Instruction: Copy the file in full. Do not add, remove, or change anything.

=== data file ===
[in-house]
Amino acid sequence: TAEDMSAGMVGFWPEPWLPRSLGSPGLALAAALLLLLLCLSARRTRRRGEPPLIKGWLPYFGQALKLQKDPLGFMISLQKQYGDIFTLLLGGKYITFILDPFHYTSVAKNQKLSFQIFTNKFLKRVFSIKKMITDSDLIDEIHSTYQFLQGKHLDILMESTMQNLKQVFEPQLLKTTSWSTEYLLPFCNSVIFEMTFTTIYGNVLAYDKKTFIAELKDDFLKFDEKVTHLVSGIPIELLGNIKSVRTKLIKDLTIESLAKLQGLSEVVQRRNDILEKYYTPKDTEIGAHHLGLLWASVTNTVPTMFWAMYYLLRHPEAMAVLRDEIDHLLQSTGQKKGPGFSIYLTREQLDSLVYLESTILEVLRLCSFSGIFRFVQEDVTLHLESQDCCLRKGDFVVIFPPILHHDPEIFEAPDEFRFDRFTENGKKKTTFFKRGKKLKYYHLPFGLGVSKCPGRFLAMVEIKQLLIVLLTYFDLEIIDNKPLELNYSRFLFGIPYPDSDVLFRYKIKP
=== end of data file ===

[in-house]
Amino acid sequence: TAEDMSAGMVGFWPEPWLPRSLGSPGLALAAALLLLLLCLSARRTRRRGEPPLIKGWLPYFGQALKLQKDPLGFMISLQKQYGDIFTLLLGGKYITFILDPFHYTSVAKNQKLSFQIFTNKFLKRVFSIKKMITDSDLIDEIHSTYQFLQGKHLDILMESTMQNLKQVFEPQLLKTTSWSTEYLLPFCNSVIFEMTFTTIYGNVLAYDKKTFIAELKDDFLKFDEKVTHLVSGIPIELLGNIKSVRTKLIKDLTIESLAKLQGLSEVVQRRNDILEKYYTPKDTEIGAHHLGLLWASVTNTVPTMFWAMYYLLRHPEAMAVLRDEIDHLLQSTGQKKGPGFSIYLTREQLDSLVYLESTILEVLRLCSFSGIFRFVQEDVTLHLESQDCCLRKGDFVVIFPPILHHDPEIFEAPDEFRFDRFTENGKKKTTFFKRGKKLKYYHLPFGLGVSKCPGRFLAMVEIKQLLIVLLTYFDLEIIDNKPLELNYSRFLFGIPYPDSDVLFRYKIKP